S. P Khotari and Jerold B. Warner
Forthcoming in B. Espen Eckbo (ed.), Handbook of Corporate Finance: Empirical Corporate Finance, Volume A (Handbooks in Finance Series, Elsevier/North-Holland), Ch. 1, 2006
Econometrics of Event Studies
S.P. Kothari Sloan School of Management, MIT
Jerold B. Warner William E. Simon Graduate School of Business Administration University of Rochester
May 19, 2006
Key words: Event study, abnormal returns, short-horizon tests, long-horizon tests, crosssectional tests, risk adjustment
This article will appear in the Handbook of Corporate Finance: Empirical Corporate Finance (Elsevier/North-Holland), which is edited by B. Espen Eckbo. We thank Espen Eckbo, Jon Lewellen, Adam Kolasinski, and Jay Ritter for insightful comments, and Irfan Safdar and Alan Wancier for research assistance.
The number of published event studies exceeds 500, and the literature continues to grow. We provide an overview of event study methods. Short-horizon methods are quite reliable. While long-horizon methods have improved, serious limitations remain. A challenge is to continue to refine long-horizon methods. We present new evidence illustrating that properties of event study methods can vary by calendar time period and can depend on event sample firm characteristics such as volatility. This reinforces the importance of using stratified samples to examine event study statistical properties.
Table of Contents 1. Introduction and Background 2. The Event Study Literature 2.1 The stock and flow of event studies 2.2 Changes in event study methods: the big picture 3. Characterizing Event Study Methods 3.1 An event study: the model 3.2 Statistical and economic hypotheses 3.3 Sampling distributions and test statistics 3.4 Criteria for “reliable” event study tests 3.5 Determining specification and power 3.6 A quick survey of our knowledge 3.7 Cross-sectional tests 4. Long-Horizon Event Studies 4.1 Background 4.2 Risk adjustment and expected returns 4.3 Approaches to Abnormal Performance Measurement 4.4 Significance tests for BHAR and Jensen-alpha measures 4.4.1 Skewness 4.4.2 Cross-correlation 4.4.3 The bottom line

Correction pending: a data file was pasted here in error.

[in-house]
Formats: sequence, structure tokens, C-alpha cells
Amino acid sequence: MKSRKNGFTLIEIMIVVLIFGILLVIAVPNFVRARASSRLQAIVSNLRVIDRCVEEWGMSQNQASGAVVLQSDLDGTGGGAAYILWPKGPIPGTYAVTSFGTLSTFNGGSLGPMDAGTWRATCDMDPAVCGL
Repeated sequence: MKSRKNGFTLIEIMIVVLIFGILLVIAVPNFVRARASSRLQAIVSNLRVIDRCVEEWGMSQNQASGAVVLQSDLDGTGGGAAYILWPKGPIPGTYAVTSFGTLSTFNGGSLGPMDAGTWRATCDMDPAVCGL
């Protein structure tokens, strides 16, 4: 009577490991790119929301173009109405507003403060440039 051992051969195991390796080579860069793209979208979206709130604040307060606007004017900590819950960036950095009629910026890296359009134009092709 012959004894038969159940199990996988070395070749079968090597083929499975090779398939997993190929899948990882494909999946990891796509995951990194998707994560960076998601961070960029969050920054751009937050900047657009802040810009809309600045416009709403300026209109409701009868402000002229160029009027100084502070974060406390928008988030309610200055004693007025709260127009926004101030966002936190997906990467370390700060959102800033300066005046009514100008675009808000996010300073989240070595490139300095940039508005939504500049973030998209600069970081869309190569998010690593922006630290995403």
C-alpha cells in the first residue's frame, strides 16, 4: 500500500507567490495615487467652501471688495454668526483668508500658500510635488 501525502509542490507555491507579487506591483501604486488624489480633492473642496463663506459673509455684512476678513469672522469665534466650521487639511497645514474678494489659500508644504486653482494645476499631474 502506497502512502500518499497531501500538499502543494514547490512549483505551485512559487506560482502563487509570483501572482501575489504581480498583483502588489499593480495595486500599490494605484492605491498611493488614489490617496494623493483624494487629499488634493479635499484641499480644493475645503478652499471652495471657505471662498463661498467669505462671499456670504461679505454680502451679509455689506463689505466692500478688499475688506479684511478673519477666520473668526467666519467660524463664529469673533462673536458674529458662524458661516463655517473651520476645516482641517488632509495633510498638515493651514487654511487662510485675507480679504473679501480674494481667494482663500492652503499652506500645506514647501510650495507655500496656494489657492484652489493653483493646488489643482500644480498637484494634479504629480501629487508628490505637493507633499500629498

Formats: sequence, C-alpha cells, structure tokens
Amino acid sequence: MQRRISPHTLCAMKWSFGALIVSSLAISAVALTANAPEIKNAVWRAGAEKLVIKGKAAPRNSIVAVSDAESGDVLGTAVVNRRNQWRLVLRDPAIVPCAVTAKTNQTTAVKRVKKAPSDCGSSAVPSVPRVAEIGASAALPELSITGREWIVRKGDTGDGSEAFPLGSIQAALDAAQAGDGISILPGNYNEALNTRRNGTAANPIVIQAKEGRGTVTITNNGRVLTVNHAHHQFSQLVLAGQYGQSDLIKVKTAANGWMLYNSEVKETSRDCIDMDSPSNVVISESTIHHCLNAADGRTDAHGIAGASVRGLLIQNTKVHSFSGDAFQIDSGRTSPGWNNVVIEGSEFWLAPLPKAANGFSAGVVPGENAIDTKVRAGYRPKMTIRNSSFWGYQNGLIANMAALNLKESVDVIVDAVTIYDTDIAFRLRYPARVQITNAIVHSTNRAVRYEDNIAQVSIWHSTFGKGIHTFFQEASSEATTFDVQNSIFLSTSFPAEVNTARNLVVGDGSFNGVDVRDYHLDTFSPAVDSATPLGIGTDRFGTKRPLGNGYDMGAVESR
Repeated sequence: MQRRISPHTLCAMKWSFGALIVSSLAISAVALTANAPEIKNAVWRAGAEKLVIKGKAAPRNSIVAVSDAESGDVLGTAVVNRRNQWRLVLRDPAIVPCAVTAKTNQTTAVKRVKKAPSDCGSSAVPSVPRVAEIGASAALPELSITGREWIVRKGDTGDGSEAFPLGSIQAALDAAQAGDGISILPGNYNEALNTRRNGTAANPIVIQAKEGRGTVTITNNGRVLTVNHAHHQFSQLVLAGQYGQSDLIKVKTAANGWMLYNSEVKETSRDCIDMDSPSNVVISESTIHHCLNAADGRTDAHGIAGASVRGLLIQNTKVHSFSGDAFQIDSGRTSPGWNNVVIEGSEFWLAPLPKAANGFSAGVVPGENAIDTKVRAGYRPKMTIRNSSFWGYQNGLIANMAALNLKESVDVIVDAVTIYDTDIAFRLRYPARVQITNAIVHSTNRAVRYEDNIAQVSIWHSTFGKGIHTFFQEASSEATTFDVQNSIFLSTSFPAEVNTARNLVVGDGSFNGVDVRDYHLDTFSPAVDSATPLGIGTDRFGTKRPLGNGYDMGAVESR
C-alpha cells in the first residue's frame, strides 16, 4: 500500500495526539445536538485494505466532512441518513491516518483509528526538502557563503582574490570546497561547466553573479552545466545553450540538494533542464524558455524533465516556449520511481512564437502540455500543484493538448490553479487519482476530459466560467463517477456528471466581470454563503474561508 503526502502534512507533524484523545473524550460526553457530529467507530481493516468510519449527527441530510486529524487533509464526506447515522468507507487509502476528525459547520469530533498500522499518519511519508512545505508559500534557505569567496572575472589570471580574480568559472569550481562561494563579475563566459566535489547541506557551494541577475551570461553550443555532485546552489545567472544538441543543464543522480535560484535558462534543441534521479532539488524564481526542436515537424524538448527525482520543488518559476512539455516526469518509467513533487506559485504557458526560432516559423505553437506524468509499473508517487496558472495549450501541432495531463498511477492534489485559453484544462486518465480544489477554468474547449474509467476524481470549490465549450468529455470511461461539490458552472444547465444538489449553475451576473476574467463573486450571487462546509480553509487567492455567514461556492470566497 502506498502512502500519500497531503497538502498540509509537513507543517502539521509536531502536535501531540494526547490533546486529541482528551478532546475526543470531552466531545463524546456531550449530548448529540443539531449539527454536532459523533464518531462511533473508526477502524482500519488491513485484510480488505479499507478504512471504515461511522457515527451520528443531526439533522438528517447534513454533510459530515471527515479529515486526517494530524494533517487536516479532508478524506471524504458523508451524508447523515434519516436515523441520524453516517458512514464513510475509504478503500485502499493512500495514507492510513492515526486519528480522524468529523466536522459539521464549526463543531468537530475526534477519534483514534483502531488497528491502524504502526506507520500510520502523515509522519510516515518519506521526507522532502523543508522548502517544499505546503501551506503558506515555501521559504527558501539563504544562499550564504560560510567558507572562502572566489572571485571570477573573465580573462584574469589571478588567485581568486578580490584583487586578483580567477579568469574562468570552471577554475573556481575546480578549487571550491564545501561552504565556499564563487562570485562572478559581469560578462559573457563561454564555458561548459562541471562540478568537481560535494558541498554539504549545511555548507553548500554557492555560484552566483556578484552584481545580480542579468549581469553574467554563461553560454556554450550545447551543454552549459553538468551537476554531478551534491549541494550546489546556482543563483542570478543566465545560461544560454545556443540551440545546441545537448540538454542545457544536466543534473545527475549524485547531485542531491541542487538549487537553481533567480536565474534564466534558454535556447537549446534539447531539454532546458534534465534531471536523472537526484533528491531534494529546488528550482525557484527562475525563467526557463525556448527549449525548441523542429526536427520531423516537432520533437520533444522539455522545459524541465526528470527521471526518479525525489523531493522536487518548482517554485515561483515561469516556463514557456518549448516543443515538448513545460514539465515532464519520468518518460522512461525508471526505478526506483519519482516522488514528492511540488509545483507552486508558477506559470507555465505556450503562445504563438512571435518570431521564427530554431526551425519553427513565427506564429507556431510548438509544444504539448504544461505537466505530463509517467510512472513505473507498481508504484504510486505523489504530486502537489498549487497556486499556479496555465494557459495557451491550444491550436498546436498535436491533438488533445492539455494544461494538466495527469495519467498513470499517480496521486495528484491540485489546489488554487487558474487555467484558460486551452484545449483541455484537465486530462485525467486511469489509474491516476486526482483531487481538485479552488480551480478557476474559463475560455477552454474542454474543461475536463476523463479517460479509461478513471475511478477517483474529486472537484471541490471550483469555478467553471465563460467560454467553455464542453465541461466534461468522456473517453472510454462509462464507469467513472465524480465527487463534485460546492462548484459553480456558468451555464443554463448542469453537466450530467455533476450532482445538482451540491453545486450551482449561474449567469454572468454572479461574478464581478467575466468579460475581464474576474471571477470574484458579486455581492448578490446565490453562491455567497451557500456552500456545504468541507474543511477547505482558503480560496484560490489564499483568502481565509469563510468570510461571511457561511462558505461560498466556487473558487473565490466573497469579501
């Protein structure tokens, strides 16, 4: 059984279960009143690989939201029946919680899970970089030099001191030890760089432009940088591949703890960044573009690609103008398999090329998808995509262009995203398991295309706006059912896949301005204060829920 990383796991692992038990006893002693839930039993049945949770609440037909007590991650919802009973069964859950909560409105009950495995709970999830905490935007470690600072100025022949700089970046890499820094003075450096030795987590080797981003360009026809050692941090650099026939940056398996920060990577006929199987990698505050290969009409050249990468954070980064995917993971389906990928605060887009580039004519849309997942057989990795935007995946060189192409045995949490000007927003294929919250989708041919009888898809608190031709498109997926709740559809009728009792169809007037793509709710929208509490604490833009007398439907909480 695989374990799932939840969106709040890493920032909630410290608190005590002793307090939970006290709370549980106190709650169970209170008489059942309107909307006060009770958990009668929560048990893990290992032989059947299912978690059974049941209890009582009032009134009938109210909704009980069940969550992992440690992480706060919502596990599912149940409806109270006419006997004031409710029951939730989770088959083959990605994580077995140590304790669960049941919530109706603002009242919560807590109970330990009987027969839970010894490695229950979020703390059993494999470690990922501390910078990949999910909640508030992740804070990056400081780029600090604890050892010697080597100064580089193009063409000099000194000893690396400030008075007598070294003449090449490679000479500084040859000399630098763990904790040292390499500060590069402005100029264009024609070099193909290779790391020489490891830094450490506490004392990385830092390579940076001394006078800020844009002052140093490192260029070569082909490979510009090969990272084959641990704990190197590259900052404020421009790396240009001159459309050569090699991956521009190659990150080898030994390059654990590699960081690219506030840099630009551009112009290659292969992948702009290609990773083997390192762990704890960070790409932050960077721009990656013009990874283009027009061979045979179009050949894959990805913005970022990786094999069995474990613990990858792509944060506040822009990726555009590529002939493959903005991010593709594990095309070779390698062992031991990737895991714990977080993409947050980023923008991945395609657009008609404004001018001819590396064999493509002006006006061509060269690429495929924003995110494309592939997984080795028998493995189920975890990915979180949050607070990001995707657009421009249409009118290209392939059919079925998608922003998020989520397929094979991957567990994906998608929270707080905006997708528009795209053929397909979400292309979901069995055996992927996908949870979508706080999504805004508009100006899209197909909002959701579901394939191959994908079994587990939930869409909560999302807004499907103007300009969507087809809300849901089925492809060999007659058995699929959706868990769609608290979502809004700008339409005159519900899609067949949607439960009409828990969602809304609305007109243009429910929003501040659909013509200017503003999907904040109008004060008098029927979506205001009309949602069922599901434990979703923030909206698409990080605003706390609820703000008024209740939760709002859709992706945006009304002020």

1. Introduction and Background This chapter focuses on the design and statistical properties of event study methods. Event studies examine the behavior of firms’ stock prices around corporate events.1 A vast literature written over the past several decades has become an important part of financial economics. Prior to that time, “there was little evidence on the central issues of corporate finance. Now we are overwhelmed with results, mostly from event studies” (Fama, 1991, p. 1600). In a corporate context, the usefulness of event studies arises from the fact that the magnitude of abnormal performance at the time of an event provides a measure of the (unanticipated) impact of this type of event on the wealth of the firms’ claimholders. Thus, event studies focusing on announcement effects for a short-horizon around an event provide evidence relevant for understanding corporate policy decisions. Event studies also serve an important purpose in capital market research as a way of testing market efficiency. Systematically nonzero abnormal security returns that persist after a particular type of corporate event are inconsistent with market efficiency. Accordingly, event studies focusing on long-horizons following an event can provide key evidence on market efficiency (Brown and Warner, 1980, and Fama, 1991). Beyond financial economics, event studies are useful in related areas. For example, in the accounting literature, the effect of earnings announcements on stock prices has received
We discuss event studies that focus only on the mean stock price effects. Many other types of event studies also appear in the literature, including event studies that examine return variances (e.g., Beaver, 1968, and Patell, 1976), trading volume (e.g.,...